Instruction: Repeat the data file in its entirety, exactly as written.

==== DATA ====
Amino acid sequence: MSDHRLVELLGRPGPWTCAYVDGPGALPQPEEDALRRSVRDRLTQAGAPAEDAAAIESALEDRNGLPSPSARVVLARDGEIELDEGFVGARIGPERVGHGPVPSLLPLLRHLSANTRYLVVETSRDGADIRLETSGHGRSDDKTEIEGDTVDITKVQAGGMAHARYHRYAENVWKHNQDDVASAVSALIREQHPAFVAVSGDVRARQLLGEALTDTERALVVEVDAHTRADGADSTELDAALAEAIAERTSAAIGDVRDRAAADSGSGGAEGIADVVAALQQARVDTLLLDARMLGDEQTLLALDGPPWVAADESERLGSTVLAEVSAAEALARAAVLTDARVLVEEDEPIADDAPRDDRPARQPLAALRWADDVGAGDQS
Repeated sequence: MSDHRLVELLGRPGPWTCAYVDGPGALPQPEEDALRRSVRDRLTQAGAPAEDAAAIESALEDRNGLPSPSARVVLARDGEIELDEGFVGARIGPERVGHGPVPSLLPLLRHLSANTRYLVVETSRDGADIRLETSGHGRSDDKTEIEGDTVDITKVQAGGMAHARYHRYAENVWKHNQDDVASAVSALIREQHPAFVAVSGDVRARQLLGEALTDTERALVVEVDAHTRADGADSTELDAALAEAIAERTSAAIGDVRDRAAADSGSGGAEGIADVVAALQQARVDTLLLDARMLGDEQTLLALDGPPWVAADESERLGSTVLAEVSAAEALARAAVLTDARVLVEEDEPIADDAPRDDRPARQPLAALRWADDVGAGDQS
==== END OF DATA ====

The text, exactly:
Amino acid sequence: MSDHRLVELLGRPGPWTCAYVDGPGALPQPEEDALRRSVRDRLTQAGAPAEDAAAIESALEDRNGLPSPSARVVLARDGEIELDEGFVGARIGPERVGHGPVPSLLPLLRHLSANTRYLVVETSRDGADIRLETSGHGRSDDKTEIEGDTVDITKVQAGGMAHARYHRYAENVWKHNQDDVASAVSALIREQHPAFVAVSGDVRARQLLGEALTDTERALVVEVDAHTRADGADSTELDAALAEAIAERTSAAIGDVRDRAAADSGSGGAEGIADVVAALQQARVDTLLLDARMLGDEQTLLALDGPPWVAADESERLGSTVLAEVSAAEALARAAVLTDARVLVEEDEPIADDAPRDDRPARQPLAALRWADDVGAGDQS
Repeated sequence: MSDHRLVELLGRPGPWTCAYVDGPGALPQPEEDALRRSVRDRLTQAGAPAEDAAAIESALEDRNGLPSPSARVVLARDGEIELDEGFVGARIGPERVGHGPVPSLLPLLRHLSANTRYLVVETSRDGADIRLETSGHGRSDDKTEIEGDTVDITKVQAGGMAHARYHRYAENVWKHNQDDVASAVSALIREQHPAFVAVSGDVRARQLLGEALTDTERALVVEVDAHTRADGADSTELDAALAEAIAERTSAAIGDVRDRAAADSGSGGAEGIADVVAALQQARVDTLLLDARMLGDEQTLLALDGPPWVAADESERLGSTVLAEVSAAEALARAAVLTDARVLVEEDEPIADDAPRDDRPARQPLAALRWADDVGAGDQS